Jennifer Tietz is originally from Roselle, IL. She graduated from USNA in 2001 with a degree in Mathematics. She served as a Nuclear Surface Warfare officer. Additionally, she served as the Operations Officer in support of CARAT and Humanitarian Operations in the South China Sea, and served one shore tour at the US Naval Academy on the superintendent’s staff and as an instructor in the Mechanical Engineering department. Jen left the Navy in 2013 to pursue her MBA at Tuck, but remains a member of the US Naval Reserve. She spent her summer at McKinsey's London office. In addition to participating in AFAA, Jen started a food group “Tuck Tastes” and is the co-chair of the Tuck Volunteers club.
It was with no lack of trepidation that I left the Navy after 12 years of commissioned service. Multiple head hunters advised me that an MBA was not necessary and that Junior Officers were VERY employable. They showed me portfolios with proof they had placed people into jobs with notable finance and consulting firms. Many of my friends who had left the service went on to nice careers with defense contractors or government agencies. There was a wealth of viable options that seemed ‘safer’ than giving up full time employment for two years while seeking an MBA. Safe is tempting, but I’ve never really been known to take the safe option, and this case was no different.
I initially chose to pursue an MBA for several reasons:
Imagine my great surprise when I started the recruiting process for my internship and found out that companies absolutely love female veterans. From finance to consulting to brand management to general management, the appeal seemed to be universal. Most companies now have significant diversity recruiting programs including initiatives for women and initiatives for veterans, among others. Why, you might wonder? I wondered too and asked. Companies seek to hire more women because their customers and clients are women, and the companies recognize the utility in having the diversity of perspective women employees bring. Separately, companies seek to hire veterans, as they typically display a strong work ethic, adaptability, skill at solving complex problems, and capacity to thrive in a stressful environment. The combination of female and veteran, therefore, is incredibly valuable to recruiters.
On my recruiting journey, in addition to discovering how ‘in demand’ female veterans are, I also discovered that the consulting and banking jobs the Junior Officer head hunters had told me about were the very jobs my MBA classmates had left in order to advance to the next level. It seems, if I had left the Navy and gone straight to one of these companies, it would have been at the analyst level and I likely would have had to leave for the MBA eventually (though I am certain there are exceptions to this at some companies).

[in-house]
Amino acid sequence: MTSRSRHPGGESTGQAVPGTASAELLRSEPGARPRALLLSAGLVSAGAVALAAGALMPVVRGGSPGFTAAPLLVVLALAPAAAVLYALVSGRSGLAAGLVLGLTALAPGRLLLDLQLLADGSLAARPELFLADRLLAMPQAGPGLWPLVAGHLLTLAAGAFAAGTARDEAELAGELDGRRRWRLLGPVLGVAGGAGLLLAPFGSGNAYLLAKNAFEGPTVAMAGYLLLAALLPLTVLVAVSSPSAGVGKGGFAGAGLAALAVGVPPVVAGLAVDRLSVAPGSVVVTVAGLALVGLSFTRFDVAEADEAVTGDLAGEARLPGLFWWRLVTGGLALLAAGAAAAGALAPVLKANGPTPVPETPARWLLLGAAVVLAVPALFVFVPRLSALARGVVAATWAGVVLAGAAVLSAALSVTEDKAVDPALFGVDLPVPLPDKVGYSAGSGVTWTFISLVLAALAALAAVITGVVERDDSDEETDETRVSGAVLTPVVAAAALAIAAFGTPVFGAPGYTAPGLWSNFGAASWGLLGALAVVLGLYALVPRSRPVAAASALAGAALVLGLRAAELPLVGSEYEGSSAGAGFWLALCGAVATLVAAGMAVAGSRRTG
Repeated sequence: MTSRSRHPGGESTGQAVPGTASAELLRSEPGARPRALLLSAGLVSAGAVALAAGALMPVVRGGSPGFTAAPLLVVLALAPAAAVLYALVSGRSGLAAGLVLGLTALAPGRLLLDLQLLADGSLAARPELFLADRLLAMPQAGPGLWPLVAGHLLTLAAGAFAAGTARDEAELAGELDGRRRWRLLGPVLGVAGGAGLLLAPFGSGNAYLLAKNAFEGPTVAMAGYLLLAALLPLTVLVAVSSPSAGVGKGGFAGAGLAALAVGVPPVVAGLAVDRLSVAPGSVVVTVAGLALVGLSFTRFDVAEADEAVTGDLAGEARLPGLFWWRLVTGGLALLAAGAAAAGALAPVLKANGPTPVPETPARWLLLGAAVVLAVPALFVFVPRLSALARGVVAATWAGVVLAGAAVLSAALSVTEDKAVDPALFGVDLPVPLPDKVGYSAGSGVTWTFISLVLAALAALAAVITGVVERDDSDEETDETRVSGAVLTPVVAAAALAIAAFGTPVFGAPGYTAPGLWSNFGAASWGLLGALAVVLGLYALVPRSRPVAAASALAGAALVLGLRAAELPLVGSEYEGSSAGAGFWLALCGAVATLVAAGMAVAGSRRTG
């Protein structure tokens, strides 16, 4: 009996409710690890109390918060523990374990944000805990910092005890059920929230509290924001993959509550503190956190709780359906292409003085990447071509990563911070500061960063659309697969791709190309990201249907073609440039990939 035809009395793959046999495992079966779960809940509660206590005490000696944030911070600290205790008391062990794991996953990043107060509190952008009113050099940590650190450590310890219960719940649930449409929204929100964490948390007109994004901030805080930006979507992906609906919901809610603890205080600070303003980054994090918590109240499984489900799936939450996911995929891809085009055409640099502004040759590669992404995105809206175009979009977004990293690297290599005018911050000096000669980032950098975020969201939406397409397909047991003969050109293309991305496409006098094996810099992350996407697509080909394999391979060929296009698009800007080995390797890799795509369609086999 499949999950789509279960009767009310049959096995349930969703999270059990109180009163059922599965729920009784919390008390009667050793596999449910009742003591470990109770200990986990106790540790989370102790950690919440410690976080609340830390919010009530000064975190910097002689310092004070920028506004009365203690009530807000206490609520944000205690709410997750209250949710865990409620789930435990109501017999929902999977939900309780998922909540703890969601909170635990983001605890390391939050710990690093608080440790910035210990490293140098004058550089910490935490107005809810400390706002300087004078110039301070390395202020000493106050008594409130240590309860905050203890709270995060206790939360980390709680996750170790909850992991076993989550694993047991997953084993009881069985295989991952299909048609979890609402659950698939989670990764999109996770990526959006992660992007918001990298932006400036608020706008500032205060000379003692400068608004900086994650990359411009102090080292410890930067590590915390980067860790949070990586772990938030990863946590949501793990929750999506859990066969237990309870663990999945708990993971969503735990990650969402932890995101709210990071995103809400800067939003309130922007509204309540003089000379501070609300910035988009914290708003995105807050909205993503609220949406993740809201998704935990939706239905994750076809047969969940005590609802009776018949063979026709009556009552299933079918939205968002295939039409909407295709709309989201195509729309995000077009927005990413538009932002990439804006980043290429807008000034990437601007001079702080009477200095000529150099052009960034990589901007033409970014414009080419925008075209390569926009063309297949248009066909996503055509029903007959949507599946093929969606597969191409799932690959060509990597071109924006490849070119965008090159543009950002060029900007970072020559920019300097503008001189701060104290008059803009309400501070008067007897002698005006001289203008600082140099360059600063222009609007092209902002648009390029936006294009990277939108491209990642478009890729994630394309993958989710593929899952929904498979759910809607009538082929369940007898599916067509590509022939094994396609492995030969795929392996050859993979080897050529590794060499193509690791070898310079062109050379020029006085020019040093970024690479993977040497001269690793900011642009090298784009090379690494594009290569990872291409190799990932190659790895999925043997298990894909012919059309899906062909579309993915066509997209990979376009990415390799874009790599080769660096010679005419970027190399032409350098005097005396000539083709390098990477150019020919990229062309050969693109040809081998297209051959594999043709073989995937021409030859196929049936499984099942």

The social aspect of business school is vastly different from being on deployment, a fact which I found truly refreshing! It was initially bizarre to be in an environment where colleagues (classmates) date openly, where women are not worried about whether it’s an okay time to get pregnant, and where PT is done for fun, not out of necessity. Never before have I met so many people in one place who are bright, funny, interesting, and diverse. I admit, it has been wonderful to re-learn how to socialize in a (semi) normal environment!
Finally, and perhaps most importantly, b-school has given me the opportunity to gradually transition from the military into business in an environment where it’s ok to ask questions, make mistakes, and show up in the wrong outfit. The skills I have learned have helped me transition from the hierarchy so prevalent in the military, to a more flat organization in consulting. I now enter the business world armed with my veterans network, my business school network, the confidence to succeed in just about any job, and the memories from an absolutely wonderful experience in Hanover, NH where I made lifelong friends, discovered so much about myself, and was able to share my many Navy experiences with an audience eager to express their appreciation for my service.